Tag Archives: Dreamlike

APOCRYPHA CANDIDATE: BARDO, FALSE CHRONICLE OF A HANDFUL OF TRUTHS (2022)

Bardo, Falsa Crónica de unas Cuantas Verdades

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DIRECTED BY:

FEATURING: Daniel Giménez Cacho, Griselda Siciliani, Íker Sánchez Solano, Ximena Lamadrid, Francisco Rubio

PLOT: A Mexican national film director receives an award in Los Angeles, causing him to reflect on his own artistic life and the Mexican immigrant/expatriate experience.

Still from Bard , a false chronicle of a handful of truths (2022)

WHY IT MIGHT JOIN THE APOCRYPHA: No director can adopt 8 1/2‘s self-reflective template without risking charges of narcissism, pretentiousness, and plagiarism. Iñárritu changes ahead anyway, and proves that there are still unexplored territories in the subgenre—and that you can keep a slice of the audience’s attention, as long as you keep it weird.

COMMENTS: If Bardo, False Chronicle of a Handful of Truth‘s daunting title doesn’t scare you off, maybe the 200 minute (scaled back from the 222-minute version that met with a mix of indifference and mild hostility at its Venice premiere) runtime will. Whenever a director decides to pursue a semi-autobiographical project in a surreal style, and amasses an epic budget to realize his dream, red flags start going up: get ready to gaze at a navel not of your own choosing. For these reasons, I approached the prospect of previewing Bardo with trepidation. But I’m happy to report that the movie, while it lags at times and never finds a way out of its own desert, delivers the necessary audacious panache to justify its aspirations.

Bardo begins with a shadowy man flying (well, jumping so high that he might as well be flying) over an endless desert scrub brush, reminding us of Guido’s opening dream of artistic escape. Later, a passerby addresses Silverio, our director protagonist, as “maestro.” Backstage at a popular Mexican TV show, he must weave through a throng of strongmen, dwarf matadors, a white pony, and primping showgirls in pink fur, a scene as chaotic as any Fellini circus. A character critiques the director’s latest movie (or the one we’re watching?) as “pretentious and pointlessly oeneiric,” surfacing Silverio’s own internal doubts.  Silverio sneaks out of an obligation to face the press just like . Silverio’s friends and family show up in a dreamscape in the end as a brass band belts a march that could have been written by Nino Rota in a mariachi mood. There are probably more 8 1/2 references stuck in Bardo, and of course the entire structure of the film—the leaps backward and forward in time, the confusion between reality and fantasy, the reappearance of vanished past memories in the present—comes straight from the maestro’s playbook. Iñárritu  could not have ignored Fellini’s influence without appearing like a thief, so he wisely honors the spirit of his filmic ancestor with these respectful tributes.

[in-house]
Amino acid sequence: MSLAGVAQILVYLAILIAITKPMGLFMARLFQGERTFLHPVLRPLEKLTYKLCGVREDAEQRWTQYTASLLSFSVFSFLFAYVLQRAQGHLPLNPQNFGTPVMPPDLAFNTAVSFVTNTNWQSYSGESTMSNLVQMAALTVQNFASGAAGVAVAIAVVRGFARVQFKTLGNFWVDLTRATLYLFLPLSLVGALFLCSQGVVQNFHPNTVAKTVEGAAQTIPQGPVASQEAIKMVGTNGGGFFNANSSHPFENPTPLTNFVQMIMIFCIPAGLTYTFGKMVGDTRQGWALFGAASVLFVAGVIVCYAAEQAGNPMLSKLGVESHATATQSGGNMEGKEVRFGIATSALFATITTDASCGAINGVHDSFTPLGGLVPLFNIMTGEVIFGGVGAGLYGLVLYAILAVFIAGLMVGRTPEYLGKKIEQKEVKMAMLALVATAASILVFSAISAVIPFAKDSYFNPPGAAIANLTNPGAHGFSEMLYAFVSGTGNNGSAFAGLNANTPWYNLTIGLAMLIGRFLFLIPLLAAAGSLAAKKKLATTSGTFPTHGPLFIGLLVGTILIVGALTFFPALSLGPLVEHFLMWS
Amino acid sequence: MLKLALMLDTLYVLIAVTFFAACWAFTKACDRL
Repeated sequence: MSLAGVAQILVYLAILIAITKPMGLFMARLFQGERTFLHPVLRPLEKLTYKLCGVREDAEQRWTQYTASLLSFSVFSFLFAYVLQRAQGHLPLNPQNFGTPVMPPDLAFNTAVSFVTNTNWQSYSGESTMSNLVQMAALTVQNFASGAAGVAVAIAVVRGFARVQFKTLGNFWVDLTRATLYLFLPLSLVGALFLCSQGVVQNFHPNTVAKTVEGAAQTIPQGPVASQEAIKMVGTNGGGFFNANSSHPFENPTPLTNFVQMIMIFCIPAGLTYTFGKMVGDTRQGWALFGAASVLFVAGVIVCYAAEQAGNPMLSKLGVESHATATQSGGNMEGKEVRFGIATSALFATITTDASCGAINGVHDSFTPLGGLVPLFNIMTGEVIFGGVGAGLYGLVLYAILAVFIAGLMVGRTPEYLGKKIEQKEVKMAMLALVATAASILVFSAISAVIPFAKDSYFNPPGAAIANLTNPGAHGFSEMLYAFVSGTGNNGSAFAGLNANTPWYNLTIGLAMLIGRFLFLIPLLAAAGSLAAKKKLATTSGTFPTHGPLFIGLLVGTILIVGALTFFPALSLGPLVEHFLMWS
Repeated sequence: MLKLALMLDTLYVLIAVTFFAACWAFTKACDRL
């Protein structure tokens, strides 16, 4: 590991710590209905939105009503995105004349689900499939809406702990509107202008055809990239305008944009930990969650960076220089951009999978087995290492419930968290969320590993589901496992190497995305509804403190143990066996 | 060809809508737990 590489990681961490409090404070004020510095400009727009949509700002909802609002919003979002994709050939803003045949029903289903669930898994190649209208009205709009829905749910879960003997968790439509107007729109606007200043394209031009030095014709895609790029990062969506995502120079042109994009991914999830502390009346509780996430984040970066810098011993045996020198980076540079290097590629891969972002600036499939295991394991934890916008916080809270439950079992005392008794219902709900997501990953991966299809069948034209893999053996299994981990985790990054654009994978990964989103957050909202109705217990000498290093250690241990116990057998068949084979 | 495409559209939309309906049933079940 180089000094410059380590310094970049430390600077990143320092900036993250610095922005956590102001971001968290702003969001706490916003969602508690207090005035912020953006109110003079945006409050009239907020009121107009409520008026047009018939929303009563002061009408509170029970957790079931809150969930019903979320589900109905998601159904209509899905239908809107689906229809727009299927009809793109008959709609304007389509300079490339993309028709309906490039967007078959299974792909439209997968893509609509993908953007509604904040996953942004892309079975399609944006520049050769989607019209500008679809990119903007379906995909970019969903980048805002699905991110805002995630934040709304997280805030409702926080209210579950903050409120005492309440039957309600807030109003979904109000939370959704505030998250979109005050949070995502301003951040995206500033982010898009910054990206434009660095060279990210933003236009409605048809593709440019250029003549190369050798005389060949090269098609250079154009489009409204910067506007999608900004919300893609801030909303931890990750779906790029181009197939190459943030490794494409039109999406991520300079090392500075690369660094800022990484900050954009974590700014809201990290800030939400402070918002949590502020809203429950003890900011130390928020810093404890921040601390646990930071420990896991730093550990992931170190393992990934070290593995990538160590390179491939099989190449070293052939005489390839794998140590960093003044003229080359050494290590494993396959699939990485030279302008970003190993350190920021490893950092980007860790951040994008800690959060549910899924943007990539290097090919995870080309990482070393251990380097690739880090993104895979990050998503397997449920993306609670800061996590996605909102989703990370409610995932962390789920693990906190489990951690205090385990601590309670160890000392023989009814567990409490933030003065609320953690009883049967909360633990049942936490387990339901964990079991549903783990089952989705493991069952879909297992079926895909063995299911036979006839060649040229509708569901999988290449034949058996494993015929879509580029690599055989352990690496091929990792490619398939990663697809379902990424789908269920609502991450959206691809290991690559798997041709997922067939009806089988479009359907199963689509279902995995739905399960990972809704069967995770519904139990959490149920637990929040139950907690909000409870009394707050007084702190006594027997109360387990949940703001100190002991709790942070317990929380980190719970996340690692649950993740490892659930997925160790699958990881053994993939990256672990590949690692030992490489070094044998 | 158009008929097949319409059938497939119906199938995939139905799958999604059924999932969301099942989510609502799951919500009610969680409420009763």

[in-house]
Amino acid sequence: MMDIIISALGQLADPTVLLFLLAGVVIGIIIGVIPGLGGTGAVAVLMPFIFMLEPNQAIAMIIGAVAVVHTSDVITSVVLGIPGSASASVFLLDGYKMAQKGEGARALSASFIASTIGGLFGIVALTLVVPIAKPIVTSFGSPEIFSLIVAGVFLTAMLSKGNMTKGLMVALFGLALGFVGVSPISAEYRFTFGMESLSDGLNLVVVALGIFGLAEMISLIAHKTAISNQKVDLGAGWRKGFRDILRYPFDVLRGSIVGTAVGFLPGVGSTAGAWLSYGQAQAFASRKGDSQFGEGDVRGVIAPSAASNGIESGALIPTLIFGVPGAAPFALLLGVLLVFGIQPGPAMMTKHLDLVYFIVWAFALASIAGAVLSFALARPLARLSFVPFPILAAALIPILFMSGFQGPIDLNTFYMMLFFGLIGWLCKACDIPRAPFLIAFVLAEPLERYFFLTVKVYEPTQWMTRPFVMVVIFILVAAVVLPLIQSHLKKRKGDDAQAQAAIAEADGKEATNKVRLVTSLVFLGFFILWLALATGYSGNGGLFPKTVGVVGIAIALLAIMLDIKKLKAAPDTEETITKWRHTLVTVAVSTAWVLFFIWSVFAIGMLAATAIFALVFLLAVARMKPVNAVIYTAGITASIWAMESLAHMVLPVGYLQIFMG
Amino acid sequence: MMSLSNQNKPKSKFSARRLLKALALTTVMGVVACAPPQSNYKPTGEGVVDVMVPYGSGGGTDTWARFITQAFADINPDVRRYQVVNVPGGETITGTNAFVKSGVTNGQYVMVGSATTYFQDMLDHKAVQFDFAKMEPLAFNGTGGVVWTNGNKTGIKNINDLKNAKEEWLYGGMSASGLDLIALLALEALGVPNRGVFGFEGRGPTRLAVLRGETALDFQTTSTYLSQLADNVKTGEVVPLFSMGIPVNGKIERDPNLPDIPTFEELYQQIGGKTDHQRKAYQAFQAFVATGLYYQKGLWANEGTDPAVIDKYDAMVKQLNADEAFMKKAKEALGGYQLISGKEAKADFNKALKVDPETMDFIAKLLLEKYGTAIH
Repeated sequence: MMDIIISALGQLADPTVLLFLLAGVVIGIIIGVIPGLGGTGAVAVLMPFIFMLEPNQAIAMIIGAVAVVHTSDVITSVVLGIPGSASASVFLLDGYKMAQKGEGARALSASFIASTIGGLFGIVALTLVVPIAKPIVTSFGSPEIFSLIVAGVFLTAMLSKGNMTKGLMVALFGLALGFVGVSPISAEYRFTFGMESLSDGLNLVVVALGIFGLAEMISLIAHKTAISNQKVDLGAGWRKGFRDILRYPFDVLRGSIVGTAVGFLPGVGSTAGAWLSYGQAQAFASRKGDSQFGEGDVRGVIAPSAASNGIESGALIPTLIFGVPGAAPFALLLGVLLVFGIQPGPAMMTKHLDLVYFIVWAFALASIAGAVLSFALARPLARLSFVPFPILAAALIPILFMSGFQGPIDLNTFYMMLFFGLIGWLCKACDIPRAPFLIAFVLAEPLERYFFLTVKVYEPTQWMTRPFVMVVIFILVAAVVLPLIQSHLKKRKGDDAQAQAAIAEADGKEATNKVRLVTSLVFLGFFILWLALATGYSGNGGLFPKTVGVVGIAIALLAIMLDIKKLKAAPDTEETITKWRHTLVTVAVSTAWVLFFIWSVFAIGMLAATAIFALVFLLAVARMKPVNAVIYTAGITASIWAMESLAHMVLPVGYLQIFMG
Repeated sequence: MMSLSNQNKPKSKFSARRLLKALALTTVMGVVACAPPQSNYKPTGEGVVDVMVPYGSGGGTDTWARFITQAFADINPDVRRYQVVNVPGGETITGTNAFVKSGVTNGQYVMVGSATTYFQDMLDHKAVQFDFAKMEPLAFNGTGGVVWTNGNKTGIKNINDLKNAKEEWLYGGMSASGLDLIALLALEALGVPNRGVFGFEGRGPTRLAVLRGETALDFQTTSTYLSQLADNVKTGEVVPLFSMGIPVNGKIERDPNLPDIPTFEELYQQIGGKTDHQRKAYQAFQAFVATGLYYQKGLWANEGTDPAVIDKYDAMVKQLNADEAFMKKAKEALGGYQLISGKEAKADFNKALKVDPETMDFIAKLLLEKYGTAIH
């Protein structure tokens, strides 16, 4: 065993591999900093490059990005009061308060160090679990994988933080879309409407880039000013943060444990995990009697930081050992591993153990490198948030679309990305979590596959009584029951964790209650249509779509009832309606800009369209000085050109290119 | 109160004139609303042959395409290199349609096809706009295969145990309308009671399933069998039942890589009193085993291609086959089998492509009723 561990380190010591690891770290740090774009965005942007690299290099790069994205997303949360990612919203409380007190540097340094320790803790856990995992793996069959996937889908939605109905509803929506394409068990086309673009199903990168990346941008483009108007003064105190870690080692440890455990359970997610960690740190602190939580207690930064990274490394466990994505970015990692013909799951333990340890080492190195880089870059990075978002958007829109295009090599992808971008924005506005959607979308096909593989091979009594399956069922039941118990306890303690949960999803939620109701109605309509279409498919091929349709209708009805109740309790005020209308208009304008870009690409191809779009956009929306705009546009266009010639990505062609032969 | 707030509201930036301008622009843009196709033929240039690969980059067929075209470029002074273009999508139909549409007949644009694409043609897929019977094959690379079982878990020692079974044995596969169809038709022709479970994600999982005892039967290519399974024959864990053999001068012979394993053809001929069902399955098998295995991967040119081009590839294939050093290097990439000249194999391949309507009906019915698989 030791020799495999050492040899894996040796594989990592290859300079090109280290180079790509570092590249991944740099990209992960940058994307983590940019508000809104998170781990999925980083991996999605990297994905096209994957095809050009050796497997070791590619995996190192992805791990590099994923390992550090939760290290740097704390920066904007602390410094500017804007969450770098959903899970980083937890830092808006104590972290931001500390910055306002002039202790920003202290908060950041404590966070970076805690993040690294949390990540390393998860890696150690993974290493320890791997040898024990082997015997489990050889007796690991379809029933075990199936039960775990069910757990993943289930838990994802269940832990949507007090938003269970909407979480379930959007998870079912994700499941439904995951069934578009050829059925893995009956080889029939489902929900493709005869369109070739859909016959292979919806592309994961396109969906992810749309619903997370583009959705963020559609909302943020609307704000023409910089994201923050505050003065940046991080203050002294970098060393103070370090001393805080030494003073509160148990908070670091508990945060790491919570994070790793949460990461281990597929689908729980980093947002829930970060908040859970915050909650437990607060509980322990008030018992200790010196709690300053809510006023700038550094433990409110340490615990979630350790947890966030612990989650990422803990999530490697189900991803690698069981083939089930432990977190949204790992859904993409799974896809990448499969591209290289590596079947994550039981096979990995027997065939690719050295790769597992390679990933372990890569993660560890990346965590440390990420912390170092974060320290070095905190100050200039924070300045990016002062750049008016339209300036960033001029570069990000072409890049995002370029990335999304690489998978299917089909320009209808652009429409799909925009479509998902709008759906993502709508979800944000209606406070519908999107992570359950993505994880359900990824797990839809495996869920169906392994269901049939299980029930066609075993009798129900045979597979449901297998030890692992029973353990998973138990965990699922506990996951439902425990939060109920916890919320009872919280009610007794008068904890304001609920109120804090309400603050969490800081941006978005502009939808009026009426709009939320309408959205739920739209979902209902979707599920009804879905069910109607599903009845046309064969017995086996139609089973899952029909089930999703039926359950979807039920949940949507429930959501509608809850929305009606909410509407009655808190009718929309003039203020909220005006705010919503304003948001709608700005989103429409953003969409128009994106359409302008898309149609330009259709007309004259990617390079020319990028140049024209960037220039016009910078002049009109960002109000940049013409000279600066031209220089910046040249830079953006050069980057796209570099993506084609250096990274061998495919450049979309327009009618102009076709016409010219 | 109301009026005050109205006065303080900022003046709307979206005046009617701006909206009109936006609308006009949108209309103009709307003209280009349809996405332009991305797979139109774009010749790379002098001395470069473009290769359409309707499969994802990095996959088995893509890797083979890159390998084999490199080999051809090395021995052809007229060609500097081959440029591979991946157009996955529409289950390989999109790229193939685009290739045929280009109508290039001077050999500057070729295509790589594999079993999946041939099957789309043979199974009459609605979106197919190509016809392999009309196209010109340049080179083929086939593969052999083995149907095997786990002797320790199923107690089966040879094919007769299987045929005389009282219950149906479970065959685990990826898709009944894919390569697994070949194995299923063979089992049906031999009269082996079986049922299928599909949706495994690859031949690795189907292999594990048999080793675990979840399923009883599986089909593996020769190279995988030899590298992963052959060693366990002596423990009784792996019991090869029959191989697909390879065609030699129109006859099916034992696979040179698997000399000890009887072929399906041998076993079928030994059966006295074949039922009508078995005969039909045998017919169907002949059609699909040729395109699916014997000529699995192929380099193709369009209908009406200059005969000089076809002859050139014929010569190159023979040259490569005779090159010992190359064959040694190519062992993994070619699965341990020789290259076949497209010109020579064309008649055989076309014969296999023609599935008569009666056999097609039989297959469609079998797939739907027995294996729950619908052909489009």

Where Iñárritu departs from Fellini is in his explicit Mexicanness, and his explicit politics. Fellini’s films were always completely personal; if they helped define the world’s view of what an Italian  man was, that was simply because Fellini could not exist in a world without pasta and palazzi. He had little interest in the partisan issues of the day, however. Iñárritu is far more didactic in his approach: a completely realistic breakfast conversation between the director and his teenage son exposes the tension between Mexican Americans who primarily identify with their homeland and preserving its heritage, and those who prefer to assimilate and embrace the opportunities of their new home. At other times, the symbolism is broad and powerful: in a centerpiece of the story, Silverio climbs a mountain of corpses in downtown Los Angeles, only to find Hernán Cortés sitting on top: the conquistador bums a cigarette, and they discuss colonialism.

Bardo is about 50% personal and 50% political, and while not all of it works—which is almost inevitable in a work of this scope—almost every scene has a weird dream twist to it to catch your interest. Sometimes, Silverio speaks without moving his lips, to the annoyance of his family. When the director meets his father in a men’s room, his own body digitally shrinks to the size of an eight-year-old. And there’s a great—shall we say “spare”—rendition of ‘s “Let’s Dance” on a crowded dance floor. By casting some element magically off-center in every scene—and occasionally throwing a curve ball to surprise us with sequences that are completely realistic—Iñárritu builds a dreamlike portrait of a man, of a diaspora, and of the tension between the two.